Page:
The Internet has not been planned as a single logical entity, which is both a strength and a weakness. The Internet can often reconfigure itself in times of outage. On the other hand, many parts of the Internet rely on just a few buildings where different Internet providers both site their equipment and make connections with one another.
Mobile networks are highly reliant on the fixed network operators to connect their base stations and exchanges together. Hence, the mobile network cannot be seen as a separate and alternative network to the regular public fixed network.
A similar situation arises with the Internet, where the many smaller Internet Service Providers are dependent on others for their transmission. The telecommunications infrastructure has significant elements of mutual dependency.
Software failures mitigation measures
Exchange equipment is designed to detect software which is not working properly, contain the problem and restart the offending sub-system. If all else fails, the entire exchange will automatically restart. So unlike personal computers, they never stop entirely.
To avoid ‘common mode’ failures, some companies will deliberately use two types of equipment in their network from different suppliers, to avoid any ‘domino failures’.
It has to be realized that no network has enough spare capacity to cope with the increased demand for calls which occur during major incidents. Traffic overloads in telephone networks can cause major problems which can be avoided by invoking traffic management techniques, such as ‘call gapping’ which reduces the load on the system to one that can be safely managed.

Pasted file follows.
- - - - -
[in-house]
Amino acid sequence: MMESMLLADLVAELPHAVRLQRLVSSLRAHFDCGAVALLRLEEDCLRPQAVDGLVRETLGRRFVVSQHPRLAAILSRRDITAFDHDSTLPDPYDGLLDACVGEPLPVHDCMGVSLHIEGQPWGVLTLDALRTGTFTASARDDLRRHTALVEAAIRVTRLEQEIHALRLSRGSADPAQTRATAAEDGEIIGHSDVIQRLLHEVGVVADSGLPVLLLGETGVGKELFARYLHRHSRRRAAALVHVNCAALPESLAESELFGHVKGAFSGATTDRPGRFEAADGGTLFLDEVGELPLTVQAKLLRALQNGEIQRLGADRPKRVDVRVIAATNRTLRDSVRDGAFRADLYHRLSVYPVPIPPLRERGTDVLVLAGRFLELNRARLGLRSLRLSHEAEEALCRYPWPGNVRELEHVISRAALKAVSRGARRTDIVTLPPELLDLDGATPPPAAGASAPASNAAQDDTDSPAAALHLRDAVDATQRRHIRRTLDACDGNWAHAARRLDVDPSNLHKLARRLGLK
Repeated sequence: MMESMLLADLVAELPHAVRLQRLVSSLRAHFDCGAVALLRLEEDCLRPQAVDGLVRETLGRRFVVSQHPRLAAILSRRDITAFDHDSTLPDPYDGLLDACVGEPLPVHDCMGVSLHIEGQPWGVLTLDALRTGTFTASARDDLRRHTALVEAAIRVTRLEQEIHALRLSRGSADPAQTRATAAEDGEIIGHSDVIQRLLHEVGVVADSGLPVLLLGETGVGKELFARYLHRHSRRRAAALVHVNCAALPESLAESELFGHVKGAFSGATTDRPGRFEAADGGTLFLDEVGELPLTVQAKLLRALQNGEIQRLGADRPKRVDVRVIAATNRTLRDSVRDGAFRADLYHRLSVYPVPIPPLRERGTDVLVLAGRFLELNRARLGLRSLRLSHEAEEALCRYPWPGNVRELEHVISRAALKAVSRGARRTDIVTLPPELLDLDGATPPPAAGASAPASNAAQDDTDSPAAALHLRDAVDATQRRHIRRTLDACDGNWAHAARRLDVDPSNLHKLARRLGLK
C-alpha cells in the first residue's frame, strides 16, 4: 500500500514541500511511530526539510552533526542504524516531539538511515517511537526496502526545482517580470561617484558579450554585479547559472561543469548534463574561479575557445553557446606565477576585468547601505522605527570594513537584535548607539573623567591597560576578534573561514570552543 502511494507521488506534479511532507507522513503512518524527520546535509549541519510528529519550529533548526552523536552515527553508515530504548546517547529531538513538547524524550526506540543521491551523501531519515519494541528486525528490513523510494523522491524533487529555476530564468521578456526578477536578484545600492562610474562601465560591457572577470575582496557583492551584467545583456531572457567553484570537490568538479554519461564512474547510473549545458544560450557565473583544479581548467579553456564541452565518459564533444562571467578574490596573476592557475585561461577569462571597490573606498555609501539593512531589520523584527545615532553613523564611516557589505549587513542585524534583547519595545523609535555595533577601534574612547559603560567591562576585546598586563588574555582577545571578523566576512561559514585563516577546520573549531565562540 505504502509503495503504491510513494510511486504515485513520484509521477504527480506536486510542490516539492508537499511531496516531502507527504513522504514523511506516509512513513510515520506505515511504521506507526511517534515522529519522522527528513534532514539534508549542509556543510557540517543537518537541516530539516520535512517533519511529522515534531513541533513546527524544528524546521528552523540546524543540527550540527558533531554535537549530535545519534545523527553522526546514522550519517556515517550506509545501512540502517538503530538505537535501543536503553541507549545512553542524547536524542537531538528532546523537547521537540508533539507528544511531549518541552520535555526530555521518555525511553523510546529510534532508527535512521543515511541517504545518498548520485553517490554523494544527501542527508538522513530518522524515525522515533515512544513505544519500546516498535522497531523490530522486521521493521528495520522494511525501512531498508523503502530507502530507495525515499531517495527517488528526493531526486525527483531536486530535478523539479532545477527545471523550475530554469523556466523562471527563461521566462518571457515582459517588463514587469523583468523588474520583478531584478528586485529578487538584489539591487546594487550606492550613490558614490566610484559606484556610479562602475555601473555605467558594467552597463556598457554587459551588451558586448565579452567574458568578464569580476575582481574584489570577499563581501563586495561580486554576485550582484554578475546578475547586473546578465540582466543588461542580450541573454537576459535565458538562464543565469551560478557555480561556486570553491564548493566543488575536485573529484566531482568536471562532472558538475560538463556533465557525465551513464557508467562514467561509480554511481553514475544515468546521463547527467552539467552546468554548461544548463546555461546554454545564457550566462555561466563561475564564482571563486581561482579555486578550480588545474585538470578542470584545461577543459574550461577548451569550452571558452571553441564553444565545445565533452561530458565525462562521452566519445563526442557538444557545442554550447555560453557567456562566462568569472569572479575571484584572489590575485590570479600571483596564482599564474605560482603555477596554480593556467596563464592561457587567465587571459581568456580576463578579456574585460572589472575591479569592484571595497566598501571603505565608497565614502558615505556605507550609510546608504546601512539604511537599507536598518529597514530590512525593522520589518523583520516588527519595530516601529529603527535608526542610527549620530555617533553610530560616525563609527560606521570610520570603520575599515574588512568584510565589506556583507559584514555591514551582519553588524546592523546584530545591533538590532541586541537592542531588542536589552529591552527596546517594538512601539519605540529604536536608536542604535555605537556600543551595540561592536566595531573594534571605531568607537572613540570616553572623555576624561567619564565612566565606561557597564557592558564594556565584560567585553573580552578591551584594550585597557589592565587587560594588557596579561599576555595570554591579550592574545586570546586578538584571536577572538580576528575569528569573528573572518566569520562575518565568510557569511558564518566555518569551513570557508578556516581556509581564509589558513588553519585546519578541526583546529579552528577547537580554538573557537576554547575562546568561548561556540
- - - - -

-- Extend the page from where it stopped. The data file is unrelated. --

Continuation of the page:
In some circumstances, priority access to the networks can be provided to ensure that appropriate public authorities can continue to function.
Telecommunications operators will invest in resilience commensurate with the risk to their commercial interests, including their reputations. In a competitive environment, where prices are constantly falling, companies will often switch from competing on price to competing on quality.
Good resilience therefore becomes a competitive imperative and many of the desirable resilience features that government will wish to see are often delivered by the operation of the market itself.
But not always. In particular, the mobile and Internet industries have arisen from a quite different commercial culture than the telephony providers. The Internet is commonly described as a ‘best efforts’ network.
There are particular risks as telephone companies move towards the adoption of Next Generation Network IP technologies. The diversity of the present network may be reduced and switching will be concentrated in fewer nodes than at present.
The telephone network could start to suffer some of the weaknesses described above relating to the wider Internet. Added to that, the introduction of any new software driven technology is likely to cause some instability before the inevitable software bugs are driven out. Hence mitigation measures will become even more critical.